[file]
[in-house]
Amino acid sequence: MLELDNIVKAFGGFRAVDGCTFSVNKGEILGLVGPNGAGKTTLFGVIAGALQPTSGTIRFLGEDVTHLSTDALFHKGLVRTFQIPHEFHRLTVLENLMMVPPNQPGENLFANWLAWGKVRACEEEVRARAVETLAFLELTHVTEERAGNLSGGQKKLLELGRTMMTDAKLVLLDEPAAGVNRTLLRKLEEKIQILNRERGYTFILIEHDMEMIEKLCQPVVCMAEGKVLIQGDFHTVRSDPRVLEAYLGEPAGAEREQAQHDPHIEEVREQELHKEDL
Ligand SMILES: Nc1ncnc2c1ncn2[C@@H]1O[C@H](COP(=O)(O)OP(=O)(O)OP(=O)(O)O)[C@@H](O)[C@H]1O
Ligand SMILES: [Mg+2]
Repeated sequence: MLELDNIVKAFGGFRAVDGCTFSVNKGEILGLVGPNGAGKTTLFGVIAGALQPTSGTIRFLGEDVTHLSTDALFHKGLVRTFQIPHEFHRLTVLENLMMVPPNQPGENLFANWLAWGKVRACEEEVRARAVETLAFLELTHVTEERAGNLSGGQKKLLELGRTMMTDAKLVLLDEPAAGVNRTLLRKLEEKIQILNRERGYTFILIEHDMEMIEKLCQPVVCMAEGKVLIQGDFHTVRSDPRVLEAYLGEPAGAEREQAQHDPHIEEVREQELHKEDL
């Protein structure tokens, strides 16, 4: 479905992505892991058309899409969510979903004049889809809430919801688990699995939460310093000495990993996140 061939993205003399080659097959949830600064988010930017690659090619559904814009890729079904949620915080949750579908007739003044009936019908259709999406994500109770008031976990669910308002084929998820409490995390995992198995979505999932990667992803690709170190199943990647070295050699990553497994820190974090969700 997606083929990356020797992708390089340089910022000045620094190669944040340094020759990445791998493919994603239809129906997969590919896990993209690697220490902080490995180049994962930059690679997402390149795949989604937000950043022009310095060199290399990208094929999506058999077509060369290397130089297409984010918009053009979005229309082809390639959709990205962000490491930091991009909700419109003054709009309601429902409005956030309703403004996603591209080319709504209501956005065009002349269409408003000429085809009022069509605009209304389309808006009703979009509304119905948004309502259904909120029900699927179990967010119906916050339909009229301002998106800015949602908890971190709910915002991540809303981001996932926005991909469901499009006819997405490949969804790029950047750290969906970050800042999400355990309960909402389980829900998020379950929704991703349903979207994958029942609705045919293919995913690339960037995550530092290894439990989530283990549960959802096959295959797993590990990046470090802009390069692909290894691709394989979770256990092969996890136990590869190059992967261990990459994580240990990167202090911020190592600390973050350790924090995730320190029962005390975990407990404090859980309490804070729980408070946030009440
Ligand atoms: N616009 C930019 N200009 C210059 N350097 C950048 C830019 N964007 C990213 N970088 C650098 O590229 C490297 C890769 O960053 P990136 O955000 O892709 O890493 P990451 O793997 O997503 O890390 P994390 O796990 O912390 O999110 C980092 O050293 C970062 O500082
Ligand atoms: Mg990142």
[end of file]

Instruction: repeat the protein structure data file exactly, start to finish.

[in-house]
Amino acid sequence: MLELDNIVKAFGGFRAVDGCTFSVNKGEILGLVGPNGAGKTTLFGVIAGALQPTSGTIRFLGEDVTHLSTDALFHKGLVRTFQIPHEFHRLTVLENLMMVPPNQPGENLFANWLAWGKVRACEEEVRARAVETLAFLELTHVTEERAGNLSGGQKKLLELGRTMMTDAKLVLLDEPAAGVNRTLLRKLEEKIQILNRERGYTFILIEHDMEMIEKLCQPVVCMAEGKVLIQGDFHTVRSDPRVLEAYLGEPAGAEREQAQHDPHIEEVREQELHKEDL
Ligand SMILES: Nc1ncnc2c1ncn2[C@@H]1O[C@H](COP(=O)(O)OP(=O)(O)OP(=O)(O)O)[C@@H](O)[C@H]1O
Ligand SMILES: [Mg+2]
Repeated sequence: MLELDNIVKAFGGFRAVDGCTFSVNKGEILGLVGPNGAGKTTLFGVIAGALQPTSGTIRFLGEDVTHLSTDALFHKGLVRTFQIPHEFHRLTVLENLMMVPPNQPGENLFANWLAWGKVRACEEEVRARAVETLAFLELTHVTEERAGNLSGGQKKLLELGRTMMTDAKLVLLDEPAAGVNRTLLRKLEEKIQILNRERGYTFILIEHDMEMIEKLCQPVVCMAEGKVLIQGDFHTVRSDPRVLEAYLGEPAGAEREQAQHDPHIEEVREQELHKEDL
């Protein structure tokens, strides 16, 4: 479905992505892991058309899409969510979903004049889809809430919801688990699995939460310093000495990993996140 061939993205003399080659097959949830600064988010930017690659090619559904814009890729079904949620915080949750579908007739003044009936019908259709999406994500109770008031976990669910308002084929998820409490995390995992198995979505999932990667992803690709170190199943990647070295050699990553497994820190974090969700 997606083929990356020797992708390089340089910022000045620094190669944040340094020759990445791998493919994603239809129906997969590919896990993209690697220490902080490995180049994962930059690679997402390149795949989604937000950043022009310095060199290399990208094929999506058999077509060369290397130089297409984010918009053009979005229309082809390639959709990205962000490491930091991009909700419109003054709009309601429902409005956030309703403004996603591209080319709504209501956005065009002349269409408003000429085809009022069509605009209304389309808006009703979009509304119905948004309502259904909120029900699927179990967010119906916050339909009229301002998106800015949602908890971190709910915002991540809303981001996932926005991909469901499009006819997405490949969804790029950047750290969906970050800042999400355990309960909402389980829900998020379950929704991703349903979207994958029942609705045919293919995913690339960037995550530092290894439990989530283990549960959802096959295959797993590990990046470090802009390069692909290894691709394989979770256990092969996890136990590869190059992967261990990459994580240990990167202090911020190592600390973050350790924090995730320190029962005390975990407990404090859980309490804070729980408070946030009440
Ligand atoms: N616009 C930019 N200009 C210059 N350097 C950048 C830019 N964007 C990213 N970088 C650098 O590229 C490297 C890769 O960053 P990136 O955000 O892709 O890493 P990451 O793997 O997503 O890390 P994390 O796990 O912390 O999110 C980092 O050293 C970062 O500082
Ligand atoms: Mg990142």